The Linguist

The Linguist 57,1 – February/March 2018

The Linguist is a languages magazine for professional linguists, translators, interpreters, language professionals, language teachers, trainers, students and academics with articles on translation, interpreting, business, government, technology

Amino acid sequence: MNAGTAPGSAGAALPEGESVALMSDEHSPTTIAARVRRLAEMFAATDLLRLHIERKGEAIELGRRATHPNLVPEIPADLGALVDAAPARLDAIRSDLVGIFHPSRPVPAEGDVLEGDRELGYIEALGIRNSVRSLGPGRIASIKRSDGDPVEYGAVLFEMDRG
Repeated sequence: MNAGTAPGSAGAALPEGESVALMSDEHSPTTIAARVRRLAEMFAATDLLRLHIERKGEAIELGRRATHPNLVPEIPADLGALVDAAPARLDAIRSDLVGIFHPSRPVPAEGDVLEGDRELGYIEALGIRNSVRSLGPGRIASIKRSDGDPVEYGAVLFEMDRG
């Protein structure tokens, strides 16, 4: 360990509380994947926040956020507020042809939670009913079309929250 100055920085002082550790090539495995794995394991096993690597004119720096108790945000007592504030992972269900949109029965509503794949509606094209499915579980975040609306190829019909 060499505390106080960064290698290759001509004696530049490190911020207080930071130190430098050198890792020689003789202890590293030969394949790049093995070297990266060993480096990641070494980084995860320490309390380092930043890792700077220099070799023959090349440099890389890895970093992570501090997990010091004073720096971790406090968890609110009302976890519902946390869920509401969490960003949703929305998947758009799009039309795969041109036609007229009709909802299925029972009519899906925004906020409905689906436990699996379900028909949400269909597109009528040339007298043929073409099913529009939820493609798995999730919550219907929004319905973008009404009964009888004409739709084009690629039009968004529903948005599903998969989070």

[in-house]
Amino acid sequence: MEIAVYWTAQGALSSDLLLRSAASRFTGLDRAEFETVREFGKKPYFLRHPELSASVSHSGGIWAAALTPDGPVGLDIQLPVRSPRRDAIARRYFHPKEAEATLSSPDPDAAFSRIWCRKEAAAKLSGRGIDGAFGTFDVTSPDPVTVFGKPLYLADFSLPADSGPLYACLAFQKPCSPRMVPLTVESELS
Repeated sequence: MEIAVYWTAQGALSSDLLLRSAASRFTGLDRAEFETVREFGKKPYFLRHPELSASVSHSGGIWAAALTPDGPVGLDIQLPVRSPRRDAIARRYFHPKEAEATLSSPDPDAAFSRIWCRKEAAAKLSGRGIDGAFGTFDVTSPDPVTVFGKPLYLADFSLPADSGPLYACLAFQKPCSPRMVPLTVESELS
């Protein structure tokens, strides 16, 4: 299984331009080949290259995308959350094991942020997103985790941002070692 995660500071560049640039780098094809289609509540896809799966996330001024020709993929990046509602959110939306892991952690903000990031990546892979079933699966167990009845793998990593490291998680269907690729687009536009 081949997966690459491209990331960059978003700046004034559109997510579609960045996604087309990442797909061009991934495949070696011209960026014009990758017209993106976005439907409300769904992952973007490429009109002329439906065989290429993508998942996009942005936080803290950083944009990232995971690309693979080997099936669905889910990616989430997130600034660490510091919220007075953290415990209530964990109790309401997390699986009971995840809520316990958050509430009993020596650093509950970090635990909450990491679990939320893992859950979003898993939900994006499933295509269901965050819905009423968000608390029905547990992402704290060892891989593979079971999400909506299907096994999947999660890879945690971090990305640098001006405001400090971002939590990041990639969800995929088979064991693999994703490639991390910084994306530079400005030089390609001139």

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24 The Linguist Vol/57 No/1 2018 FEATURES Joanna Biernat discovers an app that is providing children around the world with a 'full' Polish education P roviding a great education for children and teenagers is no easy task, and it becomes even more difficult when the children do not live in the country of their parents' origin. While previous generations of migrants often denied children access to their heritage language, believing this would give them the best start in life, today there is a greater understanding of the importance of mastering the heritage language. Increasingly, parents are anxious that their children not only learn their mother tongue, but also achieve a level of education in the language that will allow them to continue learning should the family return to their home country. For Polish parents, this often means making contact with educational institutions in Poland, and with the Polish Embassy in their resident country, to seek advice on how to find Polish schools and tuition. The Polish Education Foundation – the body responsible for promoting Polish education abroad ( – is also a good source of information, running online campaigns to promote Polish language learning abroad. Interestingly, the desire for children to speak Polish does not appear to come from parents alone. I spoke to Polish parents and their children in the UK, and analysed comments on online forums for Poles living abroad, and found many young people expressing frustration at their lack of fluency in Polish. Because English is their primary language of communication, they frequently use English words when speaking Polish, add English suffixes to Polish words and make orthographical mistakes. Saturday and Sunday schools are usually run by churches for free or a small donation, and occasionally by local community groups. However, provision and quality can be patchy. Even where supplementary schools are available, it can be difficult for parents to commit to attending every week, and provision is not always sufficient. In an attempt to improve the situation, parents, teachers and educational institutions came together in 2002 to found Libratus, an online Polish school promoted and run by the Polish Education Foundation, which offered education to Polish children and teenagers living all over the world. Although this ambitious, innovative programme was recently replaced by Polonijka (, the learning tools and materials, curriculum and teachers remain the same, enabling students to gain a similar level of education as they would receive at schools in Poland. How does it work? Polonijka offers education to young people aged 5-15 as far afield as Australia, Korea and Canada, although the majority are based in the UK – home to the largest Polish community outside Poland and the US. Following a simple registration process, children receive a student ID card and supporting materials, including books approved by the Polish Ministry of National Education, lesson scripts, ideas and suggestions for parents. The school starts on 1 September and runs according to the Polish school timetable (ten months divided into two semesters). It follows a compacted version of the full-time Polish curriculum, adapted to make it manageable for young people who are already in full-time education in the country where they live. The school functions as an interactive platform, using new technologies, such as computer-based exercises and assessments, web conferences, virtual classrooms and Skype, to provide modern and interesting ways of learning. The educational programme and progress criteria are communicated to learners and parents at the beginning of each Top of the klasa "It requires a great amount of self-discipline and commitment." A small number drop out ENGAGING WORK Children use the learning materials and prepare for examinations at a test centre in London

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